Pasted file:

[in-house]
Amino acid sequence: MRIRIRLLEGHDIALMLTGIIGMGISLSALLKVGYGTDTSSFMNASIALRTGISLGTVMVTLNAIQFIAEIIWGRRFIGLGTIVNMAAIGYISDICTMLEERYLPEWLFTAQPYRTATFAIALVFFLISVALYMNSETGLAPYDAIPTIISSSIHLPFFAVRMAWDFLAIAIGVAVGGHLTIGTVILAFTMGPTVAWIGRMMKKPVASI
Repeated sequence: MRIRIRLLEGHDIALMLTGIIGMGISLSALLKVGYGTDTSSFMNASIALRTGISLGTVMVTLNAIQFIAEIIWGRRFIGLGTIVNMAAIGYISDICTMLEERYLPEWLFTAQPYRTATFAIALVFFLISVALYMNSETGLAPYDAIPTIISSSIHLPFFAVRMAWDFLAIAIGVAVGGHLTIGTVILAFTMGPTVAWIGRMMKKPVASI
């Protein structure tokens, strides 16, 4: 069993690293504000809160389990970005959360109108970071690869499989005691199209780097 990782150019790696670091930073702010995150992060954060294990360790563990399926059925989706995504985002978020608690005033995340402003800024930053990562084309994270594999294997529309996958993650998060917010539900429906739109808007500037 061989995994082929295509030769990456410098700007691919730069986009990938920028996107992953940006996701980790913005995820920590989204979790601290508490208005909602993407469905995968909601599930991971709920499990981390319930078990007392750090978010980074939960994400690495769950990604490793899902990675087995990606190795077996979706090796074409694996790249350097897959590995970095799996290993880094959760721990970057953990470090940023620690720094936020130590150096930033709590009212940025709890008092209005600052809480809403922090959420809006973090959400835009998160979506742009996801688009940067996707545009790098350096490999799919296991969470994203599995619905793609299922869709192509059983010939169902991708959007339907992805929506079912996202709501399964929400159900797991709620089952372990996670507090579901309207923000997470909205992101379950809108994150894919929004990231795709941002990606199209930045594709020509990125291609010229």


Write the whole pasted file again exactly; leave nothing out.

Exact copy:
[in-house]
Amino acid sequence: MRIRIRLLEGHDIALMLTGIIGMGISLSALLKVGYGTDTSSFMNASIALRTGISLGTVMVTLNAIQFIAEIIWGRRFIGLGTIVNMAAIGYISDICTMLEERYLPEWLFTAQPYRTATFAIALVFFLISVALYMNSETGLAPYDAIPTIISSSIHLPFFAVRMAWDFLAIAIGVAVGGHLTIGTVILAFTMGPTVAWIGRMMKKPVASI
Repeated sequence: MRIRIRLLEGHDIALMLTGIIGMGISLSALLKVGYGTDTSSFMNASIALRTGISLGTVMVTLNAIQFIAEIIWGRRFIGLGTIVNMAAIGYISDICTMLEERYLPEWLFTAQPYRTATFAIALVFFLISVALYMNSETGLAPYDAIPTIISSSIHLPFFAVRMAWDFLAIAIGVAVGGHLTIGTVILAFTMGPTVAWIGRMMKKPVASI
């Protein structure tokens, strides 16, 4: 069993690293504000809160389990970005959360109108970071690869499989005691199209780097 990782150019790696670091930073702010995150992060954060294990360790563990399926059925989706995504985002978020608690005033995340402003800024930053990562084309994270594999294997529309996958993650998060917010539900429906739109808007500037 061989995994082929295509030769990456410098700007691919730069986009990938920028996107992953940006996701980790913005995820920590989204979790601290508490208005909602993407469905995968909601599930991971709920499990981390319930078990007392750090978010980074939960994400690495769950990604490793899902990675087995990606190795077996979706090796074409694996790249350097897959590995970095799996290993880094959760721990970057953990470090940023620690720094936020130590150096930033709590009212940025709890008092209005600052809480809403922090959420809006973090959400835009998160979506742009996801688009940067996707545009790098350096490999799919296991969470994203599995619905793609299922869709192509059983010939169902991708959007339907992805929506079912996202709501399964929400159900797991709620089952372990996670507090579901309207923000997470909205992101379950809108994150894919929004990231795709941002990606199209930045594709020509990125291609010229």